Both children report that they enjoy living in their present house and like their present school. Both are strongly of the view that they would like to remain in their present home or in a similar house nearby with their mother. The overriding consideration for the children is their wish to live with their mother and be free from any negative contact by their father. The children feel strongly that they do not wish to return to New York since they perceive that their current contentment depends on being removed from the possibility of contact with their father.
Au. (8) and An. (7) are intelligent well mannered boys, Au. being somewhat serious and responsible for his age and An. being less serious but both are capable of articulating their views about contact with their father and where they wished to live. Both boys are capable of forming their own view and they presented as giving their own views and did not present as having been coached. Their views were firmly stated and neither boy resorted to extreme examples or an exaggerated emotional tone to press their point.
The children both express a desire to stay in Ireland and not return to New York. Their objection to returning to New York stems mainly from the strong desire to avoid contact with the appellant and some evidence was elicited during the interviews that both boys had been exposed to stress in relation to contacts with their father.
Both boys are reporting that they did not find their previous access contacts with their father rewarding for the most part. Both presented as distressed by his negativity towards their mother. Au. reported some memories of arguments between his parents and he reported being somewhat scared of his father. He reported developing a “blocking” technique to screen out negative interactions which suggests there was significant stress. An. also showed signs of being stressed by prolonged conversation about his father. Both boys say they do not wish to have any contact with him and do not wish him to know their whereabouts.
The boys’ mother is their main attachment figure and the boys’ opinions about contact have also inevitably been influenced by their need to know that she is not under attack. Any threat to their mother’s wellbeing will shake their sense of security. They do not present as having any trust in their father’s ability to behave in a more positive way towards their mother. While they are sensitive to their mother’s wellbeing they do not present as coached or feeling under pressure to push any point during the assessment.
The High Court
The learned High Court judge stated:-
I think the report can only be interpreted on the basis that she is reporting to the court that the boys, while young, eight and a half years and seven years, have reached an age and degree of maturity which makes it appropriate to take account of their views. Their views are clear. That of course is far from the end of the matter for as MacMenamin J. commented in Z.D. v K.D.  4 I.R. 751“the views of the child are not synonymous with an obligation to bow to the child’s wishes”. It is clear that a court’s obligation is to take account of the child’s views and it is not the obligation of the court to implement those views. I myself have returned a teenager to care in the Netherlands despite her very firm, and very forcefully expressed objections, being convinced that despite the strength of her views the policy of the Convention and the teenager’s best interest required her return.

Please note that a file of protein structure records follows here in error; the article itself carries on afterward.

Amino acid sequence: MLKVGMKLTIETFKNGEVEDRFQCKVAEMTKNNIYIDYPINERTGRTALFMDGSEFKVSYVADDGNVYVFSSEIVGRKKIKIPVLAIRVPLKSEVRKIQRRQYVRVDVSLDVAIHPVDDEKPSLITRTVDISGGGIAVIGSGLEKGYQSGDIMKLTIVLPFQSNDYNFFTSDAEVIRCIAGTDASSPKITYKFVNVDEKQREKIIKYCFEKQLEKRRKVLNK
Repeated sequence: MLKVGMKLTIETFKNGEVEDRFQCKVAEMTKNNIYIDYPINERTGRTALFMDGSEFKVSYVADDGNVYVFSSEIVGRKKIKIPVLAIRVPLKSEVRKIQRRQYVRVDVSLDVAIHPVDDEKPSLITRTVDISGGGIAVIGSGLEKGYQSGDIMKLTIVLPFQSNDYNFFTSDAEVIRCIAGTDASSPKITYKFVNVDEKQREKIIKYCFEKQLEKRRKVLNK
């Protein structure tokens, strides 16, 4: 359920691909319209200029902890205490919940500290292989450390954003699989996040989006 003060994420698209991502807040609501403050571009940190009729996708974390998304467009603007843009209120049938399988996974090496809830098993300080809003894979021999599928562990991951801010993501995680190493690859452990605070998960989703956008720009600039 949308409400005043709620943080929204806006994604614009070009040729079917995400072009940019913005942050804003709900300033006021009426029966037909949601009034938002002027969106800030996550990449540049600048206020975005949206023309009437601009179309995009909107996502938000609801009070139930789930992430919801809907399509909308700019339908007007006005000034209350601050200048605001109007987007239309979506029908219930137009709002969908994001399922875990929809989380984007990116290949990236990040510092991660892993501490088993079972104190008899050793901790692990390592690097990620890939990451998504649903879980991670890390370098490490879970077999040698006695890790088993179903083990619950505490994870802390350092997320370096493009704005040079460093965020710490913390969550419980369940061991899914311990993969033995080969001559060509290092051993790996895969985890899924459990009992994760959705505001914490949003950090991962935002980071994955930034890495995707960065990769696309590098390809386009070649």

In the present case I am satisfied that we are dealing with bright children with clear views and firm views and it is appropriate to take account of them. It seems to me that the views expressed by the children have to be seen in the wider context surrounding the application. The factors that I identify as relevant are that the applicant does not have custody rights, that the parent who brought the children to Ireland had been granted sole custody by a court of competent jurisdiction, that the applicant’s behaviour at supervised access visits led to the termination of that regime. Also, highly relevant is that the applicant has spent relatively little time with the children since 2005. He absconded to Nigeria in September 2006 and remained there until February 2009. On his return to the U.S.A. he served a prison sentence. Access commenced in September 2009 but after seven sessions came to an end because of the applicant’s unacceptable behaviour.
It seems to me that all of these factors make understandable why the children should be expressing the views that they are and that all of these factors offer a degree of validity to the views.
The occasions when the return of children as young as eight and seven would be refused because of their opposition are likely to be quite exceptional but it seems to me that this is such a case. This is a case where having regard to the views of the children when seen in the context to which I have referred, that I believe that I am justified, in the exercise of my discretion, in refusing to return the children to New York.
Grounds for Appeal
The grounds of appeal, filed on behalf of the appellant are as follows:
That the learned trial judge erred in law and in fact in:-
In written submissions filed on behalf of the appellant it was submitted that a number of issues arose for consideration in applying Article 13:-